As bad economic news trickles in day after day – with some of the flow more torrent than trickle – it's wise to remember that the economy is a marathon, and like any of the world's great races, some years the average finishing time is slower than others.
But every year there's a healthy group of runners who set a personal best. They are the pacesetters of tomorrow.
Similarly, it's hard-charging Canadian entrepreneurs who are setting personal growth bests with their businesses, even as many larger organizations seem to be running in molasses. They have a very different view – a much more growth-oriented view – of the near future than the CEOs of larger and more entrenched Canadian companies, and that difference may be a signal of better times ahead.
The entrepreneurs in this case are 320 graduates of QuantumShift – the Richard Ivey School of Business/KPMG Enterprise leadership program, who lead companies with average revenues of about $25 million and an annual growth rate of 25 per cent. The C-Suite respondents are 160 executives from ROB 1000 companies in the manufacturing, service and resource sectors.
The biggest difference between the two groups is that almost one-third more Canadian entrepreneurs expect to be hiring than their C-level compatriots. The numbers come from the Ivey Entrepreneurs Index, which found that 81 per cent of the high-energy entrepreneurs it surveyed are planning to hire more employees over the next year, compared with only 56 per cent of executives in the quarterly C-Suite survey.
Like the entrepreneurs, the CEOs are a confident lot. Nearly all of them expect their revenues to increase in the next year. The entrepreneurs are a little less sanguine about the prospect for growth of the Canadian economy overall, with only two-thirds expecting it. In comparison, three-quarters of the C-suiters foresee economic growth over the next year.
More entrepreneurs anticipate they will bolster their balance sheets with external financing – 44 per cent—compared with just 29 per cent of the C-Suite executives who think they will seek additional funding.
But the differences in their plans to hire more employees is more than statistically interesting. It is a bellwether for economic recovery. It's a signal that, just as Peter Drucker observed more than 25 years ago, "the entrepreneur always searches for change, responds to it, and exploits it as an opportunity."
For Canada, this ability to exploit change is more important than ever. We lost 54,000 jobs in October and Finance Minister Jim Flaherty recently said that, in light of global economic turmoil, GDP growth projections for the country have been revised downward. Among the many fears dotting the U.S. economic landscape is the realization that despite GDP growth, slow though it has been, job growth is not keeping pace.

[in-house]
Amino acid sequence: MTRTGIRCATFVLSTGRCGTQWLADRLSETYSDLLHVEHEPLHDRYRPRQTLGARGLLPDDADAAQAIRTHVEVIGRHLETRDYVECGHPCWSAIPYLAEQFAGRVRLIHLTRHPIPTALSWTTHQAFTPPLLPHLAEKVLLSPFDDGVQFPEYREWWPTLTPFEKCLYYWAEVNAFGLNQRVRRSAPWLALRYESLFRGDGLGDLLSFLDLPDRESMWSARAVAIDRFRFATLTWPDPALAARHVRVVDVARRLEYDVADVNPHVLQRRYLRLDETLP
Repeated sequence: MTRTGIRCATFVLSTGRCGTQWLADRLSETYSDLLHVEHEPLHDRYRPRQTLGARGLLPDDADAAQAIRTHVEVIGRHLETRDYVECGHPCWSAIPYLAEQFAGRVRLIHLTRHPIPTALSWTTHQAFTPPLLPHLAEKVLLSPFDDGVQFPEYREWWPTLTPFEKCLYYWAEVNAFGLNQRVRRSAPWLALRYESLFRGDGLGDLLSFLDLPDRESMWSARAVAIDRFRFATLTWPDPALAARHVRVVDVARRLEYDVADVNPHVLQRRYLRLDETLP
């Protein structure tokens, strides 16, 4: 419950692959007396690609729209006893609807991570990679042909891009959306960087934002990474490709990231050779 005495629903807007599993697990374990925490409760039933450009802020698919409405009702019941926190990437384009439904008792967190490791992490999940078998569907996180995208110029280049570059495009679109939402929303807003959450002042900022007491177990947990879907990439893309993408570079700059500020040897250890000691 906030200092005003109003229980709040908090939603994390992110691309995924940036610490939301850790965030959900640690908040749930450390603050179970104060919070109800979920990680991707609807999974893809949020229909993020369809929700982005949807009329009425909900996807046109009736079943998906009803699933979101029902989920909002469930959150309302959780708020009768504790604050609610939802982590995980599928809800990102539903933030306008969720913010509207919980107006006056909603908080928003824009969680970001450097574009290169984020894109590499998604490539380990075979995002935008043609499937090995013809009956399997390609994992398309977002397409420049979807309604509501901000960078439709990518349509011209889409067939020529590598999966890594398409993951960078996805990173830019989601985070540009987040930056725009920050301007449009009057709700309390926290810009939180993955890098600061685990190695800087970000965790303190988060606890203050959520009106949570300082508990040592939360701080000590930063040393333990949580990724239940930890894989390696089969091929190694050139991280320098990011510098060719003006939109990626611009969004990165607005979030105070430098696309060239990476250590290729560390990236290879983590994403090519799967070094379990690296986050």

As Peter Morici, former chief economist at the U.S. International Trade Commission, recently wrote: "Anecdotal reports indicate that businesses are cutting back. They don't expect a recession but are gearing for persistent subpar growth in the United States, slower growth in Asia and virtually no growth in Europe. Reflecting this assessment, companies …. have announced plans to cut costs further, even as they meet modestly growing demand. That means lower head counts, which could start a negative feedback cycle."
Not the Ivey entrepreneurs. They're bolstering their work forces.
"These Canadian entrepreneurs are consistently confident in their ability to grow their businesses," explains Stewart Thornhill, executive director of the Pierre L. Morrisette Institute for Entrepreneurship at the Ivey business school. "They believe they can sustain success, even if overall economic conditions deteriorate."
Entrepreneurs have the ability to see, understand and take advantage of evolving markets, says global strategist Mona Pearl. They are able to think differently, use insights, see what others don't, envision what doesn't yet exist, and identify opportunity when it's ripe. These, she says, are the prized qualities of today's entrepreneur.
The QuantumShift entrepreneurs achieve steady, high growth rates because their focus goes beyond the immediate future. They monitor their business models and re-engineer them when necessary to keep their companies sustainable and to build them over the longer term.
That's exciting news, even if only as a tonic to other gloomy scenarios. But I'm sure it's more than that. Working with these entrepreneurs I have learned to never underestimate their ability to make things happen, and that is reason for optimism.
Special to The Globe and Mail
Dennis Fortnum is Canadian managing partner of KPMG Enterprise, which is devoted to helping owners of private companies and entrepreneurs in Canada build thriving enterprises.
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